Walter Lorenz; Werner Gwosdz:

Manual on the Geological-technical Assessment of Mineral Construction Materials

2003. VI, 498 pages, 103 figures, 301 tables, 21x30cm, 1600 g
Language: English

(Sonderhefte Reihe H - Geol. Jahrb., Heft 15)

ISBN 978-3-510-95917-4, paperback, price: 49.80 €

in stock and ready to ship

Order form

BibTeX file


raw material construction assessment utilisation Rohstoff Tagebau Bewertung Anwendung


Synopsis top ↑

Exploration, production and utilisation of construction raw materials play a key role in the development of all countries whether industrial or developing. Construction raw materials are used for the development and expansion of infrastructure in the broadest sense of the word, involving the creation of housing and transport connections, and the numerous products which simplify our daily lives.

Geologists, construction engineers, regional planners, etc., in developing countries are increasingly frequently confronted with the need to evaluate the usability and quality of occurrences and deposits of construction raw materials. However, a lack of geological and technical expertise in many developing and emerging countries often prevents the utilisation of local mineral raw materials for use in construction.

In an effort to support engineers and planners in making decisions, the most important assessment criteria have been compiled in this "manual" in a user-oriented and intuitive way.
The manual is intended to stimulate ideas in developing countries, to kick-start projects, and to initiate self-help.

Contents top ↑

1 Aggregates (gravel, sand and crushed rock)
1.1 Explanation of important terms
1.2 Deposit genesis
1.3 Applications
1.4 Substitutes, recycled construction material and secondary raw materials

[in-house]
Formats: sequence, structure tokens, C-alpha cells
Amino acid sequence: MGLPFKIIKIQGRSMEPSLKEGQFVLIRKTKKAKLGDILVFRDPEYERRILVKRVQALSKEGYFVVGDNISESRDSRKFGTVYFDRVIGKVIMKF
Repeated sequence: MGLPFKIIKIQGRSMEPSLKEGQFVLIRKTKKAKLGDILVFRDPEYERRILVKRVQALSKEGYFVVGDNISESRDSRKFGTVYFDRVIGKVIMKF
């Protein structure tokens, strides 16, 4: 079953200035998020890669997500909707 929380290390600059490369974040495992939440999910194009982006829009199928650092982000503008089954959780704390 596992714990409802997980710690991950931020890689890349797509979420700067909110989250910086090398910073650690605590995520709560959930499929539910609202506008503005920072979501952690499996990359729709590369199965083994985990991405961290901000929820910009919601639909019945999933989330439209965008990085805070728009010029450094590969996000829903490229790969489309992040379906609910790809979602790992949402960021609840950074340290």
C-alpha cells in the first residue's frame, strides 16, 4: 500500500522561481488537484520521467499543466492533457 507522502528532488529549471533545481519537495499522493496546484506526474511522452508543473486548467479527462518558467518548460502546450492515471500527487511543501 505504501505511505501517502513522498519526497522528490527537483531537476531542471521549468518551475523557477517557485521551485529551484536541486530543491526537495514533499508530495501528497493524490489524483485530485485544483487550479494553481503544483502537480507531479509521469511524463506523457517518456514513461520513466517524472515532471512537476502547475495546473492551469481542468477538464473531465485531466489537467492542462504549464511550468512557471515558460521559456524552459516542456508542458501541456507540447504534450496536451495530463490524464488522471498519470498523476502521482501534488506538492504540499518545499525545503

1.5 Raw material specifications (standard values)
1.5.1 General methods and testing methods
1.5.2 Physical and mechanical properties
1.5.3 Aggregates for unpaved and paved road construction1.5.3.1 Sub-base
(unbound) Sub-base (hydraulically and bituminous bound) Road surfaces (asphalt and concrete)
1.5.4 Aggregates for concrete (building construction, civil engineering)
1.5.5 Aggregates for screed, masonry and plaster mortar
1.5.6 Aggregates for lime-silica bricks, granulated slag brick and aerated
1.5.7 Ballast, gravel and sand in railway track construction
1.5.8 Rip-rap, drain and filter material, other
1.6 Evaluation of deposits
1.7 References
1.8 Norms, standards
1.9 Appendix
1.9.1 Glossary
1.9.2 Building properties of unconsolidated sediments
1.9.3 Suitability of unconsolidated sediments for construction purposes
1.9.4 Examples of the blending of aggregate mixtures from different mixed fractions
1.9.5 Application example for filter rule after TERZAGHI and DIN 18 035
2 Volcanic rocks and lightweight aggregates
2.1 Introduction
2.1.1 Classification, definition
2.1.2 References
2.2 Pumice, pumicite
2.2.1 Mineralogy, petrography, chemistry
2.2.2 Deposit genesis
2.2.3 End uses
2.2.4 Substitutes
2.2.5 Raw material specifications (standard values)
2.2.6 References
2.3 Other volcanic ashes, slags and tuffitic rocks
2.3.1 Mineralogy, petrography, chemistry
2.3.2 Deposit genesis
2.3.3 End uses
2.3.4 Substitutes
2.3.5 Raw material specifications (standard values)
2.3.6 References
2.4 Perlite
2.4.1 Mineralogy, petrography, chemistry
2.4.2 Deposit genesis
2.4.3 End uses
2.4.4 Substitutes
2.4.5 Raw material specifications (standard values)
2.4.6 References
2.5 Basalt
2.5.1 Mineralogy, petrography, chemistry
2.5.2 Deposit genesis
2.5.3 End uses
2.5.4 Substitutes
2.5.5 Raw material specifications (standard values)
2.5.6 References
2.6 Other volcanic rocks (phonolite, rhyolite, ignimbrite)
2.6.1 Mineralogy, petrography, chemistry
2.6.2 Deposit genesis
2.6.3 End uses
2.6.4 Substitute
2.6.5 Raw material specifications (standard values)
2.6.6 References3 Dimension stone and roofing slate
3.1 Dimension stone
3.1.1 Definitions, systematics
3.1.2 End uses
3.1.3 Extraction, processing, end uses
3.1.4 Substitutes
3.1.5 Raw material specifications (standard values)
3.1.6 References, standards
3.2 Roofing slate
3.2.1 Mineralogy, petrography, chemistry
3.2.2 Deposit genesis
3.2.3 Extraction and end uses
3.2.4 Substitutes
3.2.5 Raw material specifications (standard values)
3.2.6 References, standards
4 Carbonate and sulphate rocks
4.1 Limestone
4.1.1 Mineralogy, petrography, chemistry
4.1.2 Deposit genesis
4.1.3 End uses
4.1.4 Substitutes
4.1.5 Raw material specifications (standard values)
4.1.6 References
4.2 Dolomite
4.2.1 Mineralogy, petrography, chemistry